The CFTC requested comment on a Proposed Interpretation of the term “actual delivery” in the context of virtual currency retail transactions. The CFTC describes the “actual delivery” exception to regulation of leveraged transactions in virtual currencies as retail commodity transactions.
The CFTC restated the position that a virtual currency is a commodity, which means that leveraged, margined or financed transactions in virtual currencies with non-eligible contract participants (“non-ECPs”) are “retail commodity transactions” subject to CFTC oversight under Section 2(c)(2)(D) of the Commodity Exchange Act. Regulation of retail commodity transactions is subject to a statutory exemption for transactions in which actual delivery of the commodity occurs within 28 days of the transaction. In connection with virtual currency, the CFTC pointed to an Eleventh Circuit decision finding a virtual currency trading platform liable for failing to register with the CFTC on the grounds that the platform “did not actually deliver bitcoins purchased from them,” but instead “held the purchased bitcoins in bitcoin deposit wallets that it owned and controlled.”
The CFTC’s Proposed Interpretation includes a “broad” interpretation of the term “virtual currency.” In the CFTC’s view, virtual currency “encompasses any digital representation of value (a ‘digital asset’) that functions as a medium of exchange, and any other digital unit of account that is used as a form of a currency (i.e., transferred from one party to another as a medium of exchange); may be manifested through units, tokens, or coins, among other things; and may be distributed by way of digital ‘smart contracts,’ among other structures.”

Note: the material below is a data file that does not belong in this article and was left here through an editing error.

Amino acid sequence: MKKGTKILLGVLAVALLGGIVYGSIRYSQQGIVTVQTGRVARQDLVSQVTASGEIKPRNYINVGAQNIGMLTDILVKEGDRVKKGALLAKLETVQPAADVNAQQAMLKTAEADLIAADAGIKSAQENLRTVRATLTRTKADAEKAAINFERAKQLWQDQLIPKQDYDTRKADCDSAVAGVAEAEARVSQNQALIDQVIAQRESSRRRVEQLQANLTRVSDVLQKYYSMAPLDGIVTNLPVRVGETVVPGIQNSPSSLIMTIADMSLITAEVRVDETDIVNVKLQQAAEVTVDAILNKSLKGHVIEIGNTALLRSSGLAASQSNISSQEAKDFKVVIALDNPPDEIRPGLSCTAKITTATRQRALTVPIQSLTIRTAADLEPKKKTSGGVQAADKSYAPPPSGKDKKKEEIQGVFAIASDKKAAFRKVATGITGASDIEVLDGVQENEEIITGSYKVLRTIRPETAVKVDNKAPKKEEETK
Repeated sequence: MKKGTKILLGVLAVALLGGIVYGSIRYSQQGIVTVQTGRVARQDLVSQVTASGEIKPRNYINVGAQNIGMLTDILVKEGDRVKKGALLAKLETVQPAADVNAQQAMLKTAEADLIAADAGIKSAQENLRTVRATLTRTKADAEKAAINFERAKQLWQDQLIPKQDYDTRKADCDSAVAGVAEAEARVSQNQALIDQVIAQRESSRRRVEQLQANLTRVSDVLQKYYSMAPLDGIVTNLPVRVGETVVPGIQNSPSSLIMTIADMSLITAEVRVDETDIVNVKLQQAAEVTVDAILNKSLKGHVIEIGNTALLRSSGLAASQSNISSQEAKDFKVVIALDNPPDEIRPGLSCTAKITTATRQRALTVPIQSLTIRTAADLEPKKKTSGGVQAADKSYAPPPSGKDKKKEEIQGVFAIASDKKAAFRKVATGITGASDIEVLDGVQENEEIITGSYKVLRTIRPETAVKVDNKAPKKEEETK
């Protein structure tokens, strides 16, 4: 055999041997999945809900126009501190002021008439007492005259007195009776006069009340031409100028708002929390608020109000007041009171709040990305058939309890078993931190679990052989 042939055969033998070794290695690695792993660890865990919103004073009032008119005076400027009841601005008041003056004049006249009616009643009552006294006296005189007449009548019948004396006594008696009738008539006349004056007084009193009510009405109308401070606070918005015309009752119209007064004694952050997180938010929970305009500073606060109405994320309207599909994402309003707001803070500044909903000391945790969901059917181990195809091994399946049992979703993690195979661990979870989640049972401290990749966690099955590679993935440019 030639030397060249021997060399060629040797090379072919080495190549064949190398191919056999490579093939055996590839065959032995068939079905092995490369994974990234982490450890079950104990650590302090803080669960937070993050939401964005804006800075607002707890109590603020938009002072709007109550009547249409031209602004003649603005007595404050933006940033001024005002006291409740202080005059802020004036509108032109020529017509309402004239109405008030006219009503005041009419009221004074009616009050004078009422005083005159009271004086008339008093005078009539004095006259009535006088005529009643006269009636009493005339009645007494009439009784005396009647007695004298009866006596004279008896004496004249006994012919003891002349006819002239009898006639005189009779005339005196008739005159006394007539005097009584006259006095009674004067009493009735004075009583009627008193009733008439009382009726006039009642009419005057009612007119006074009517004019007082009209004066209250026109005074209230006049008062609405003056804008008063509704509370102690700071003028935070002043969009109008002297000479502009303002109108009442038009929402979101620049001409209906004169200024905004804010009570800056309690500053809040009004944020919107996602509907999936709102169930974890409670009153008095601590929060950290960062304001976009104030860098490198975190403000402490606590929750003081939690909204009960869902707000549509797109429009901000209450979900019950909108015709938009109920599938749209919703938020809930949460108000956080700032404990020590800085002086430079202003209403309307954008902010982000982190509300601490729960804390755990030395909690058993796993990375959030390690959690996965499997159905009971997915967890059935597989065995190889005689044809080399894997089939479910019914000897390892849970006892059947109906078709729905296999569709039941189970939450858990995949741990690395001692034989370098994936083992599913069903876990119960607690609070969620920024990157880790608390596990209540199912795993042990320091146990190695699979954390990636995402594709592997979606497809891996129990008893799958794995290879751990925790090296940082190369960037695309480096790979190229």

In order to prove “actual delivery” of virtual currency in connection with retail commodity transactions, the proposal would establish that a market participant would be required to be able to demonstrate:
- that a customer has the ability to (i) take possession and control of the entire quantity of the commodity, whether it was purchased on margin, or using leverage, or any other financing arrangement, and (ii) use it freely in commerce (both within and away from any particular platform) no later than 28 days from the date of the transaction; and
- the offeror and counterparty seller (including any of their respective affiliates or other persons acting in concert with the offeror or counterparty seller on a similar basis) does not retain any interest in or control over any of the commodity purchased on margin, leverage, or other financing arrangement at the expiration of 28 days from the date of the transaction.
The Proposed Interpretation provides several examples to illustrate practical applications.
Comments will be due 90 days after publication in the Federal Register.